Former world number eight Daria Kasatkina has brought attention to the alarming rise of social media abuse in the tennis community. Kasatkina recently shared screenshots of threatening messages she received after her success at the WTA Elite Trophy semi-finals in Zhuhai, revealing the extent to which players are subjected to relentless online abuse.
This issue is not exclusive to tennis. Players across various sports frequently face malicious comments and threats online. American tennis player Taylor Townsend and Poland’s Iga Swiatek have also been victims of such abuse.
In response to the growing concerns about player safety, the French Open introduced the Bodyguard technology earlier this year. This cutting-edge AI tool aims to filter out abusive comments from popular social media platforms like Facebook, Instagram, Twitter, YouTube, TikTok, and Discord. However, while this technological solution may offer some relief, it does not address the root cause of the problem.
Social media platforms have voiced their commitment to tackling abuse, with Instagram implementing a tool in 2021 to allow users to automatically filter out abusive messages from those they do not follow. Additionally, the Women’s Tennis Association (WTA) has partnered with a risk assessment and management company to monitor and suspend social media accounts when necessary.
Nevertheless, the existing measures alone are not sufficient. The WTA recognizes the seriousness of the issue and has been actively educating and counseling players on how to cope with online abuse. However, a comprehensive and collaborative approach is required to combat this problem effectively.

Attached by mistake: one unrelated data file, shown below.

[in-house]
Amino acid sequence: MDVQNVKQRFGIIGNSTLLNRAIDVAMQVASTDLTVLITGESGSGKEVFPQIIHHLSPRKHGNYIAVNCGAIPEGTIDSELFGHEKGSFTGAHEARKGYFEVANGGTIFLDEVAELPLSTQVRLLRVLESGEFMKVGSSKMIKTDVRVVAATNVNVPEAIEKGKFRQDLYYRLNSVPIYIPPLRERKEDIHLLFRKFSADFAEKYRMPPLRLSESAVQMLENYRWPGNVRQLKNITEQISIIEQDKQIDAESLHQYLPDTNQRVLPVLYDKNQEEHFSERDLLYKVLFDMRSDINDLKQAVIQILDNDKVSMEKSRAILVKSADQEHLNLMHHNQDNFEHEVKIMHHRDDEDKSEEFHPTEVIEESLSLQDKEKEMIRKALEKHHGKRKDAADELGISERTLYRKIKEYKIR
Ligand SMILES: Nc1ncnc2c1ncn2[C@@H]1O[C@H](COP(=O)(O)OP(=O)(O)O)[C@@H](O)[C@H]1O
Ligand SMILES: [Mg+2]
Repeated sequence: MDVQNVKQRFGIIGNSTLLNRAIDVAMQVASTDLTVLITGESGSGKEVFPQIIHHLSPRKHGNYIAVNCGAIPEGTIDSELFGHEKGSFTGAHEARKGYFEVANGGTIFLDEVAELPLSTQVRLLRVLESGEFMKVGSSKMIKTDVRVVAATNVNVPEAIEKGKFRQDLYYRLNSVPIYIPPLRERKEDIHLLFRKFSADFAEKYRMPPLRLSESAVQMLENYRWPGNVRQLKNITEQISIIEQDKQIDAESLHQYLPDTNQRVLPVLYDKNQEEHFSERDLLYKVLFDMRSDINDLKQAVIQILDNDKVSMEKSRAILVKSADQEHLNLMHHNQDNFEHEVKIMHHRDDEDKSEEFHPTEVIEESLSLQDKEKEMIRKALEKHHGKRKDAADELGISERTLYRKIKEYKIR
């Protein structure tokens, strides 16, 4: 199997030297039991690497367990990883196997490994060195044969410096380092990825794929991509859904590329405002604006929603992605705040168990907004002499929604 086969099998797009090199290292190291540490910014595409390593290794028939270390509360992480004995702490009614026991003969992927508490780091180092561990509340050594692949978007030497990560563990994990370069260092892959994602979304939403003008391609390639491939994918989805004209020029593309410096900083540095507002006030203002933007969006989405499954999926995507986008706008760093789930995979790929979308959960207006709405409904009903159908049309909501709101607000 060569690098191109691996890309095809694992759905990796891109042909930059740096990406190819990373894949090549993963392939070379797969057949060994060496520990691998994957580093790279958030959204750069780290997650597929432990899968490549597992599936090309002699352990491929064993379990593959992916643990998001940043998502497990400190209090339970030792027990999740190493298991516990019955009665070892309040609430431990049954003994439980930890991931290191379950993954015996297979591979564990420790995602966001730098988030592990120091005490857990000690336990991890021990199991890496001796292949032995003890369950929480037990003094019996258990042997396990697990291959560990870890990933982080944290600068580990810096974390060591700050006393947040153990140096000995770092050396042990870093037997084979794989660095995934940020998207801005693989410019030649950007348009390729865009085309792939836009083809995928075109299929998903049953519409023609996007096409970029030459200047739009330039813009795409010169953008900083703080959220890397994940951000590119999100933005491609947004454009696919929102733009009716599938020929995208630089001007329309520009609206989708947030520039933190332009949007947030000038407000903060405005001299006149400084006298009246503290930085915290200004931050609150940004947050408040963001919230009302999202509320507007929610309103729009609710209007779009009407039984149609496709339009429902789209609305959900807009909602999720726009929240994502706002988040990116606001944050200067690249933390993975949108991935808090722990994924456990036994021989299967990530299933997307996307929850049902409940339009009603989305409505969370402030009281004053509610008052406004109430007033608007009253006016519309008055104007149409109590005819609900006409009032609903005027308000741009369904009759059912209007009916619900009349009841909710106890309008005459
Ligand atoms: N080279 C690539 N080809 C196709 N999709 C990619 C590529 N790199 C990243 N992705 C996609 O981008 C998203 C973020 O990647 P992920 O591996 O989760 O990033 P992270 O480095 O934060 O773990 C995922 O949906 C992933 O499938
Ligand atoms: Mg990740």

By implementing stricter regulations, such as stricter identification requirements when creating social media accounts, and increasing penalties for those found guilty of online abuse, it may be possible to create a safer environment for athletes on social media platforms.
Frequently Asked Questions:
Q: What is the Bodyguard technology?
A: The Bodyguard technology is an AI tool used the French Open to filter out abusive comments from popular social media platforms.
Q: How is the Women’s Tennis Association (WTA) addressing social media abuse?
A: The WTA works with a risk assessment and management company to monitor and shut down social media accounts involved in abusive behavior.
Q: What can be done to combat social media abuse in tennis?
A: Stricter regulations, improved identification requirements, and increased penalties for offenders could contribute to combating social media abuse in tennis.